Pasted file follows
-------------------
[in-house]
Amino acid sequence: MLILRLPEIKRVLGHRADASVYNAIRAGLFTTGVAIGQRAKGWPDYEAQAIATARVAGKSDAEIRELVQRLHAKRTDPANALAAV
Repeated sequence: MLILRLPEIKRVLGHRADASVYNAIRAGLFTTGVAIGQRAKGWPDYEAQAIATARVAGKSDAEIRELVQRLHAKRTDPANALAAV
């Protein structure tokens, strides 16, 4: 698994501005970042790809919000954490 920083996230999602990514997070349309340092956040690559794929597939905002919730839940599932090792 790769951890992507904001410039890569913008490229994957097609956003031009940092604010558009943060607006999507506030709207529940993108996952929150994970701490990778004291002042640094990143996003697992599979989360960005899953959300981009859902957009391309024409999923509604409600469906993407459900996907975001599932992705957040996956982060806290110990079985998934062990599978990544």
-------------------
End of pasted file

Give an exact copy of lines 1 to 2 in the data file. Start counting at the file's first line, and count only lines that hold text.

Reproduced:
[in-house]
Amino acid sequence: MLILRLPEIKRVLGHRADASVYNAIRAGLFTTGVAIGQRAKGWPDYEAQAIATARVAGKSDAEIRELVQRLHAKRTDPANALAAV